President, Harvey Mudd College
When I became president of Harvey Mudd College in 2006, my first priority was to lead a strategic-planning process. Harvey Mudd has a tradition of strong faculty governance, and I wanted to lead a process that would engage faculty members, as well as the larger college community, and produce a strategic vision that all constituencies could embrace.
The crucial elements of our process were inclusion and transparency. From the first step to the final vision document, we tried to be as participatory and as transparent as possible. For example, we began by surveying every member of the faculty, as well as students, staff, alumni, and trustees, to gather input on what topics and issues should be dealt with in our strategic planning. We organized the responses into themed categories, sent our lists to the entire community, and gathered feedback on both topics and themes.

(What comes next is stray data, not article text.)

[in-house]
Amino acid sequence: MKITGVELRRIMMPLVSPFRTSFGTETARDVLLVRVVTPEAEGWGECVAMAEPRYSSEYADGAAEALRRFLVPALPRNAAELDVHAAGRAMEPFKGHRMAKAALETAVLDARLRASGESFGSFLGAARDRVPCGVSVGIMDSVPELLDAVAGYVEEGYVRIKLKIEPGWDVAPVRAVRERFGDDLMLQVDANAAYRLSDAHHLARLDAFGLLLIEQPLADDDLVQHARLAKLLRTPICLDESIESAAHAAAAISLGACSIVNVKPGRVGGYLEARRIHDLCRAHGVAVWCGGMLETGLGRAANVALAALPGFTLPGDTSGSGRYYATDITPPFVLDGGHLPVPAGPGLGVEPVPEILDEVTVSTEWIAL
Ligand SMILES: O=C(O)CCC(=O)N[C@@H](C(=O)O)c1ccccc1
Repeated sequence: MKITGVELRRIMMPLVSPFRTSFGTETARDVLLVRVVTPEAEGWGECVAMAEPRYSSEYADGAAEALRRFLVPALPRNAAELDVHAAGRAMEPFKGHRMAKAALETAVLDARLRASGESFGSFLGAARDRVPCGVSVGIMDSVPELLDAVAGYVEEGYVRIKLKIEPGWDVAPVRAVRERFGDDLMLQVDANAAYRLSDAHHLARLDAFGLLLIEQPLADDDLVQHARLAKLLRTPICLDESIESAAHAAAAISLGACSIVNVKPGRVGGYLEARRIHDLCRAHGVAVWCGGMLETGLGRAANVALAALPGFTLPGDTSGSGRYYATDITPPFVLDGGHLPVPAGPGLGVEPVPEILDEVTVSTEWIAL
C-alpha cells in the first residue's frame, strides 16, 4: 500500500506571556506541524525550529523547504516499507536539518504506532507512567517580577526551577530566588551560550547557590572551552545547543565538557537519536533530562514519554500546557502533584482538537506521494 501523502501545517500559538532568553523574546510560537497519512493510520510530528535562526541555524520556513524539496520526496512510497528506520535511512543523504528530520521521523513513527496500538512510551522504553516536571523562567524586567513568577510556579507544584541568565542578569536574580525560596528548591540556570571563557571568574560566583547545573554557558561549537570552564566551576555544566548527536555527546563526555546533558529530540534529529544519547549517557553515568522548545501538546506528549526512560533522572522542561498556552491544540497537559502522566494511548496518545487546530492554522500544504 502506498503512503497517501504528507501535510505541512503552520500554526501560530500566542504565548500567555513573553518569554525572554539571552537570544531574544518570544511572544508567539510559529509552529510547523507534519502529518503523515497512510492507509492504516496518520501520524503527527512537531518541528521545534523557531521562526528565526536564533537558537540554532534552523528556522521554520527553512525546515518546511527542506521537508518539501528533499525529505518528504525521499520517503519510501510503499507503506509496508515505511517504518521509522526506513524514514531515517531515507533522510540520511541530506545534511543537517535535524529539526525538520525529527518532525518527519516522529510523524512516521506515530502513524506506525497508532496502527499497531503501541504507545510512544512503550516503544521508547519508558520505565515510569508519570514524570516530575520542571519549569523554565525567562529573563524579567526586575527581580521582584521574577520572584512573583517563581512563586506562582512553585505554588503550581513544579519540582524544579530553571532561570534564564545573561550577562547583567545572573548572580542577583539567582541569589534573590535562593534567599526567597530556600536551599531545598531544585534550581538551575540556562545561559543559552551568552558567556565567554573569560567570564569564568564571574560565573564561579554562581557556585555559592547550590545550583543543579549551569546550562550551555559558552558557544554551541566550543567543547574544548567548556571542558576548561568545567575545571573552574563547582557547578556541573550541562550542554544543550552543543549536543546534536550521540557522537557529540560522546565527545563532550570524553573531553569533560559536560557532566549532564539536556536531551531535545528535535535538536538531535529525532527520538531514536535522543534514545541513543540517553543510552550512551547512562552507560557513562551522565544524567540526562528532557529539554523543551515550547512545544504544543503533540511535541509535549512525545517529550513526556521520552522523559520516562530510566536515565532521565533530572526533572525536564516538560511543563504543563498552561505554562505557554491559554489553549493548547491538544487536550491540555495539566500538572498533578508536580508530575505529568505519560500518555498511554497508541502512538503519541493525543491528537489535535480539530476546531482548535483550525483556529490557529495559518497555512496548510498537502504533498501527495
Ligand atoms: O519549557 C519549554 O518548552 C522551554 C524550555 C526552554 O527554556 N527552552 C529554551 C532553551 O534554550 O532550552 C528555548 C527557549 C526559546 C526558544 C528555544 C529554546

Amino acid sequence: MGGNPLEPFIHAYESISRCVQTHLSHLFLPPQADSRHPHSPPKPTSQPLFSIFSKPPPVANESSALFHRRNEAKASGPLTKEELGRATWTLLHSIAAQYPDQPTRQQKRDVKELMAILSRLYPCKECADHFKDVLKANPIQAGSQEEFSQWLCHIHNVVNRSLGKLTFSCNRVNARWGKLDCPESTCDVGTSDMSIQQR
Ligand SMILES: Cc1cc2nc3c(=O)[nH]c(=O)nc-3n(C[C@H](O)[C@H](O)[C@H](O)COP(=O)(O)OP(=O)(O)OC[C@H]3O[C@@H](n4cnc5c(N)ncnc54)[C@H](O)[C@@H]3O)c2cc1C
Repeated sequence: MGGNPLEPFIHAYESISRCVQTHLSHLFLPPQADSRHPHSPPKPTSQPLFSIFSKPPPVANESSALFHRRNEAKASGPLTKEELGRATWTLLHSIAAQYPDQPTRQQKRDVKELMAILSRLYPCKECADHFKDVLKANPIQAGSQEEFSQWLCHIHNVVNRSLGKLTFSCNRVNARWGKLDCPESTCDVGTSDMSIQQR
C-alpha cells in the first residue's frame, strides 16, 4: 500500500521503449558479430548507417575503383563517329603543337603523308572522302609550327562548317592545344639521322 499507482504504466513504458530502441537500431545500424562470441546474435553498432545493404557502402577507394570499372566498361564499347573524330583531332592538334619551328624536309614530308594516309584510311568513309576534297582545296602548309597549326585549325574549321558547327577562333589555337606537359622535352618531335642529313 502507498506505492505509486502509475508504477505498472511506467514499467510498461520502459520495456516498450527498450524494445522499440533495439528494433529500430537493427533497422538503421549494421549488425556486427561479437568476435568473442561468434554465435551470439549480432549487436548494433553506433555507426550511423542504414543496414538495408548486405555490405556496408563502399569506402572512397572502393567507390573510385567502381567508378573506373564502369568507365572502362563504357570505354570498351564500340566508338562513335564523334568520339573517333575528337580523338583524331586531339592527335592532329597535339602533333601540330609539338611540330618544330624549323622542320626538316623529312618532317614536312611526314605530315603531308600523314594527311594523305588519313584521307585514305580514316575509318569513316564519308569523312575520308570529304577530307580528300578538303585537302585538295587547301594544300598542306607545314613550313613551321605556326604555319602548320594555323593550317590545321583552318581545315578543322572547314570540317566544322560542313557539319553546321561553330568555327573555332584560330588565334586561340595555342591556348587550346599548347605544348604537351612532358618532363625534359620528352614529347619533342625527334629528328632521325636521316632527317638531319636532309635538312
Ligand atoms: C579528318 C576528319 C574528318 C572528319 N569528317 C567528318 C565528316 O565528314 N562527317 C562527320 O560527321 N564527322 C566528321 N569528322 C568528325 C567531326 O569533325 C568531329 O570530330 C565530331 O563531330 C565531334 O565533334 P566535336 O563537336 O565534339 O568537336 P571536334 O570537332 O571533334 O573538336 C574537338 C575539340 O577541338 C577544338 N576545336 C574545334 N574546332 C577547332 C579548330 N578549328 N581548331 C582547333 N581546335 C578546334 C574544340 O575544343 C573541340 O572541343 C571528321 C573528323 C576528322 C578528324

Steering committees for each theme, composed of members from all college constituencies, led workshops during one week set aside for institutional reflection. We canceled classes to allow faculty and students to participate fully and to hear the keynote speakers who commenced each workshop. Discussions were designed for maximum engagement and transparency, with trained moderators who ensured participants equal time and opportunity to contribute thoughts and ideas. Scribes took notes that were broadcast in real time and posted later for the community to provide further feedback.
Six overarching themes emerged from our discussions, and through an iterative process of drafting, presenting to the community, and incorporating feedback, we developed a final, unifying document. Having created the vision themselves, college constituents embraced it widely and took action to fulfill it. For example, one of the six themes of the vision is "Unsurpassed Excellence and Diversity at All Levels," and community buy-in has enabled Harvey Mudd to significantly increase diversity in our students, faculty, staff, and board of trustees. We are still using the six key themes and corresponding goals, over 10 years later, to guide the college’s direction.